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View Full Version : How much work from your sites?


detroitjoker
08-27-2008, 08:50 PM
Evening all,

I was just wondering how much work everyone averages from their site? I am currently trying to hone in my adwords. I am getting clicks, but no major bites. Fortunately I landed a pretty good pressure washing job that more than paid for itself having only spent $2.50.
The reason I ask is because AT&T claims to be able to get me 90 leads per month in the lawn area and besides not being able to handle that yet, I think they are full of it. Anyone have anything on this?


Thanks,

Chris

detroitjoker
08-27-2008, 08:53 PM
For what its worth, here is the site.



http://cjsoutdoorservices.com/

MowHouston
08-28-2008, 05:51 PM
Your site looks simple and professional.

First things first: What is your main niche? Is it lawn service or power washing?

If it is lawn service, swap out the positioning of your "Services" descriptions on your Services page. Putting myself in the customer's shoes, I feel like your lawn service is second in priority to your power washing. Might just be me though.

Are you using only keywords to attract lawn service customers? Or are you targeting power washing, etc?

I've got no experience with the other stuff, but I know I get about a 1:20 click to estimate request ration on google.

I would consider putting a "Lawn Service starting at $xx.xx" on the page. I've found that people hitting my site are often price shopping. I'll watch a customer come to my site, click right to our prices, then leave. A few days later... the same customer is back on the site and submits an estimate request. If you give that price in their head, while their shopping around, they'll remember and come back to you later if they feel you are a good deal. You dont have to give ALL of your prices, that may not work for you. But a minimum helps the customer while they are shopping.

Try an actual estimate request form. Kinda like you have with your contact form.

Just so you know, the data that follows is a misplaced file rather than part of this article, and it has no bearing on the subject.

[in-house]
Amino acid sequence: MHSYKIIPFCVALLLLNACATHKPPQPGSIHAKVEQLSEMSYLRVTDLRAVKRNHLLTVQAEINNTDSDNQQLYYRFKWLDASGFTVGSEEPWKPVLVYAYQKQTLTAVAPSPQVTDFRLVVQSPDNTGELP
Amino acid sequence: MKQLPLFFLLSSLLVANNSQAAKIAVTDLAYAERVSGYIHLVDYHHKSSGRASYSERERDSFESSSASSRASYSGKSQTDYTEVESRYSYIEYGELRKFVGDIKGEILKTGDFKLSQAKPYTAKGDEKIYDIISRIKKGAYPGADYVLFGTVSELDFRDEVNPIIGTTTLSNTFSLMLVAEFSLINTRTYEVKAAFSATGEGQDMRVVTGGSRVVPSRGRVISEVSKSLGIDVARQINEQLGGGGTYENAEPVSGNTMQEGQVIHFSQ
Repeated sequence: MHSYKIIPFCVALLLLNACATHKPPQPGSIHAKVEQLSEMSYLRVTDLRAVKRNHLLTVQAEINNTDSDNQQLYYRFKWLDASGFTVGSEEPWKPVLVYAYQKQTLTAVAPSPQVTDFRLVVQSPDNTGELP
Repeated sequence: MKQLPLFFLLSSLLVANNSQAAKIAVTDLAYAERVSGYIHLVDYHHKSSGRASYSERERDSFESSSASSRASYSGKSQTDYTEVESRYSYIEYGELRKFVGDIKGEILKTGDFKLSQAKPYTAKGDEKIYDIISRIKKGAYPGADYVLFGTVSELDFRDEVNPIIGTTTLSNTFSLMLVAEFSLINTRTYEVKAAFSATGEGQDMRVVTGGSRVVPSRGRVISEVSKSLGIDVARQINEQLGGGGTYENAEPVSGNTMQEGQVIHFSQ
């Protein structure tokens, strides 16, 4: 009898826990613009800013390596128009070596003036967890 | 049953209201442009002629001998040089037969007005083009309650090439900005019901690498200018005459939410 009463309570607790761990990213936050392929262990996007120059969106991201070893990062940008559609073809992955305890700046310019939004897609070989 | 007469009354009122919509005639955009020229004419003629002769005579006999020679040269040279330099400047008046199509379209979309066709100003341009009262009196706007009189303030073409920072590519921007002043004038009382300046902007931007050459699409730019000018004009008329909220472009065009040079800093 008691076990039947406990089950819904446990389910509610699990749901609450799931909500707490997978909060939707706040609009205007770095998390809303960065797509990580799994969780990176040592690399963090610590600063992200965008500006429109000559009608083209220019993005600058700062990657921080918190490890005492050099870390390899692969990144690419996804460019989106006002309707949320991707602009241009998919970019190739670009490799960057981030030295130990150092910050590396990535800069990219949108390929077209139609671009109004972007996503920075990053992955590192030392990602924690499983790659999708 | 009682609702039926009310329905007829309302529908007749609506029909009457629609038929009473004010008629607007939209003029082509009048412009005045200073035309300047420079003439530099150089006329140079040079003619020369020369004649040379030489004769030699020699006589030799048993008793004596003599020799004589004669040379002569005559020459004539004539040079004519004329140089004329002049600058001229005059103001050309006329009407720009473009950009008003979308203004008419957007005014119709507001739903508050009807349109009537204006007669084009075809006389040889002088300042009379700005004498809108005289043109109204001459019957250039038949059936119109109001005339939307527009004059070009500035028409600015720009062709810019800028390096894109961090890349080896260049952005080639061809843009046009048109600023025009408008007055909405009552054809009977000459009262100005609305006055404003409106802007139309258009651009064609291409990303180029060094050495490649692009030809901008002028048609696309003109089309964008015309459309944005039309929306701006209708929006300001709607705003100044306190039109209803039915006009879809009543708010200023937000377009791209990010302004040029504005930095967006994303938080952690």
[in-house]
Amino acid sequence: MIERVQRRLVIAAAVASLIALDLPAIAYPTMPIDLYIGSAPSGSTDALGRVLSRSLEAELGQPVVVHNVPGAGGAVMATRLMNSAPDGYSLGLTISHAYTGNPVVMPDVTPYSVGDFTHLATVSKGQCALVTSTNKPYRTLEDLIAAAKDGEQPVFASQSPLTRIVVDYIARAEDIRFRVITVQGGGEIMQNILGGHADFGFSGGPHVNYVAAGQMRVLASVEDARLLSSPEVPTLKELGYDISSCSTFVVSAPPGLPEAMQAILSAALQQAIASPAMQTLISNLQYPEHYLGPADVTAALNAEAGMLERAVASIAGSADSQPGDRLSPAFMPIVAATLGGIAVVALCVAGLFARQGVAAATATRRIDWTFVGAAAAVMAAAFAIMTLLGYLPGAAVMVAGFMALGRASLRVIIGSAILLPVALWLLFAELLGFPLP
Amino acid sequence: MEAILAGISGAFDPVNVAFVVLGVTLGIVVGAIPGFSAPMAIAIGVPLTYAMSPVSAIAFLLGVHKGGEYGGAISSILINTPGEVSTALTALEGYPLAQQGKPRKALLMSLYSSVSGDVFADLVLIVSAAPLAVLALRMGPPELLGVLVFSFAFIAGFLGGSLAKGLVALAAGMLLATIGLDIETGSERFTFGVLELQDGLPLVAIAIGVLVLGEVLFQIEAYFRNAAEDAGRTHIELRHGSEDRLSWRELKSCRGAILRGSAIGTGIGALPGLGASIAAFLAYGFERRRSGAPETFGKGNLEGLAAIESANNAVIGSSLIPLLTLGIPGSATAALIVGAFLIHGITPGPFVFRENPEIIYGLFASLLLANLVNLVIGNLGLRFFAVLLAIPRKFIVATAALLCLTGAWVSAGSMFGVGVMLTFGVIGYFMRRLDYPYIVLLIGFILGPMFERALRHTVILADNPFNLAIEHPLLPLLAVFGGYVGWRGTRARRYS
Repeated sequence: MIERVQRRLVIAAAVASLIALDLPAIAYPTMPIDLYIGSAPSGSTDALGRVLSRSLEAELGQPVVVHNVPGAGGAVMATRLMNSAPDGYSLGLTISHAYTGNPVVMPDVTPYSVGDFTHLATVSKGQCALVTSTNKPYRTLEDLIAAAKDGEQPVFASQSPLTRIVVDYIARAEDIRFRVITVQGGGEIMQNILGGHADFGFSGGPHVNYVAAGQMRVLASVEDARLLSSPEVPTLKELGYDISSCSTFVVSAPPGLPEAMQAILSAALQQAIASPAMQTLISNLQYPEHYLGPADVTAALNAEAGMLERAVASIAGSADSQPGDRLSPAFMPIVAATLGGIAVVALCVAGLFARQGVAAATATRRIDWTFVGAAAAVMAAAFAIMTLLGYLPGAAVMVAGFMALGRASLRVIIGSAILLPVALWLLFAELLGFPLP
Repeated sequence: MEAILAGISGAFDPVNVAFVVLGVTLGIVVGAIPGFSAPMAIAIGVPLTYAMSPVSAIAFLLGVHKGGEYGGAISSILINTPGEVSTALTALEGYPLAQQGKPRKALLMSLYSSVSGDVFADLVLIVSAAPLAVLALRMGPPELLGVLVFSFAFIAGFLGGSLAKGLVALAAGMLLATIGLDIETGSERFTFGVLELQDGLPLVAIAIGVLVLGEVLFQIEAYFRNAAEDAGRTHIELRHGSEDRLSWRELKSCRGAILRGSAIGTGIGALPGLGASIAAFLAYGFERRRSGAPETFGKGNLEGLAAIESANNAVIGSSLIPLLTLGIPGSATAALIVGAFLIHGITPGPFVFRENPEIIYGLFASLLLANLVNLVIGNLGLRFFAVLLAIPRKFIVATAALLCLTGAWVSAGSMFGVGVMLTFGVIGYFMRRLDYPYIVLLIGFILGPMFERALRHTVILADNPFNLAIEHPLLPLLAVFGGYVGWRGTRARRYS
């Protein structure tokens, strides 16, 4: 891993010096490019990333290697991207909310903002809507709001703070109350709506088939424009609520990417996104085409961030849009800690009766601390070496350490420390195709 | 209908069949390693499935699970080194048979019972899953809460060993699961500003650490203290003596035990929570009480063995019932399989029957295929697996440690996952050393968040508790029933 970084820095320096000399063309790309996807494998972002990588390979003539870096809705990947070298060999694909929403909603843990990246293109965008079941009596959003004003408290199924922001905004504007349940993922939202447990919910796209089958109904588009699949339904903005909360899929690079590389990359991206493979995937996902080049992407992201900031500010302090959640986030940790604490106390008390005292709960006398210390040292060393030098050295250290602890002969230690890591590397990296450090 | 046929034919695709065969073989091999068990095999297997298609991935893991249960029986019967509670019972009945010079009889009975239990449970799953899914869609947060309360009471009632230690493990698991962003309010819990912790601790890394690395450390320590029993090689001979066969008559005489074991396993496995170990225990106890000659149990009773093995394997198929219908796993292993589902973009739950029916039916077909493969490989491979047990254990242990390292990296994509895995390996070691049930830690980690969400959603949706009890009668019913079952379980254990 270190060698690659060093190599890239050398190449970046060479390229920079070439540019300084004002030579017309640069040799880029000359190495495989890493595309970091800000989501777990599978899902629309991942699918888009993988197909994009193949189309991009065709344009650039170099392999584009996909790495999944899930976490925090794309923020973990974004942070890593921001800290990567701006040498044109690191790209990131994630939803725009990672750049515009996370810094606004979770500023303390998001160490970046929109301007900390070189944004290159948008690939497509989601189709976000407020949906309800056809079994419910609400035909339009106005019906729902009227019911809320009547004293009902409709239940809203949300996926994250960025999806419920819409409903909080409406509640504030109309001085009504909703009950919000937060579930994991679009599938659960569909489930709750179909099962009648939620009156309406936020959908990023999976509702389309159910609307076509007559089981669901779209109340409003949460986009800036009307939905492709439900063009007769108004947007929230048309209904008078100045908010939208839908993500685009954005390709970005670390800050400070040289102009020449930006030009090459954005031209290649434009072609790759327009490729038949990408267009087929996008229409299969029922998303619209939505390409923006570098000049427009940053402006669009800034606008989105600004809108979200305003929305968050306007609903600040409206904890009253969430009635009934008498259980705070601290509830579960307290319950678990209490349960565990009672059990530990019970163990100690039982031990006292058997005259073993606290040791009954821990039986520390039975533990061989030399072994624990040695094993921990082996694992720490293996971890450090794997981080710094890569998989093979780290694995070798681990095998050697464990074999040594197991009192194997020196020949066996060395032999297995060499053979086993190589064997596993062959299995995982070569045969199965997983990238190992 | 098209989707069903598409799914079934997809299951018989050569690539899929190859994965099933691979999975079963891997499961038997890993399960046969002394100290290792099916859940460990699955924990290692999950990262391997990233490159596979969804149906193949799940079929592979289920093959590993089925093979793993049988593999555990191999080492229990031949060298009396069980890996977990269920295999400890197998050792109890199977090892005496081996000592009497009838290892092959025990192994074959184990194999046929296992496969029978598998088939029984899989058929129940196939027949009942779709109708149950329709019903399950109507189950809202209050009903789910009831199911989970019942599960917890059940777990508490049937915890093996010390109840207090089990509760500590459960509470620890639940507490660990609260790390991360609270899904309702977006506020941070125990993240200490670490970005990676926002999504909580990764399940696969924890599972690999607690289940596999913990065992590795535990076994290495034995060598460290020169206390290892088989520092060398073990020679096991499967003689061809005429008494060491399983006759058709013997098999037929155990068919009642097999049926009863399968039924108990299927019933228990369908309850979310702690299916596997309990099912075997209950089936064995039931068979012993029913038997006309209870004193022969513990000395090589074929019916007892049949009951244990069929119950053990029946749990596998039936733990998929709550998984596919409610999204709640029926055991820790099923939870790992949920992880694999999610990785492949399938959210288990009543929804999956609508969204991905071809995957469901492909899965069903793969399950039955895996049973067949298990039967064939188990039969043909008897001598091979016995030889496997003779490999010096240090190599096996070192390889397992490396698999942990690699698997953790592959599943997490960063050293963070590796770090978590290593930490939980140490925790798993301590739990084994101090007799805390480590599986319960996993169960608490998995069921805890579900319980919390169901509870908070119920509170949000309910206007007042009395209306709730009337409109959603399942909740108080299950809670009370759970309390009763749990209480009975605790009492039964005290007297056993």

This form will get you leads. Some people dont want to call. They just want to check your page out, and they go "Well. I dont know how much this costs. I'll just have them call me"

The form should have places for their name, all of their contact info, and services requested. This also lets them see what exact services you have to offer... mowing, fertilization, weeding, pruning, mulching.. etc

By the time you've gotten home and you see all this info. All you need to do is look over it, call the customer, schedule an estimate with them. Your foot is already in the door.

The code for it is the same as your contact form with just a few more entries.

I personally only do mowing. Got tired of the other stuff. I dont even visit my customer's properties for estimates. I've got a pretty good method of doing it by square footage.

In my case I've got my website planned out so that the customer can hit the site, enter their zip code to see if we service their area, then continue on to an online price quote and get their service price within just a minute or so.

I dont even deal with estimate requests anymore because my variables are so simple, its just easier to give it to them right then and there.

From there, they schedule service online, I call them, get their credit card info, let them know when we'll be out and get them on the routing.


Hope all of this info helps you out. Here in Houston, I can bring in about 30 customers a month with adwords (customers, not leads). I'm not sure about how well it works up there but I know cities differ.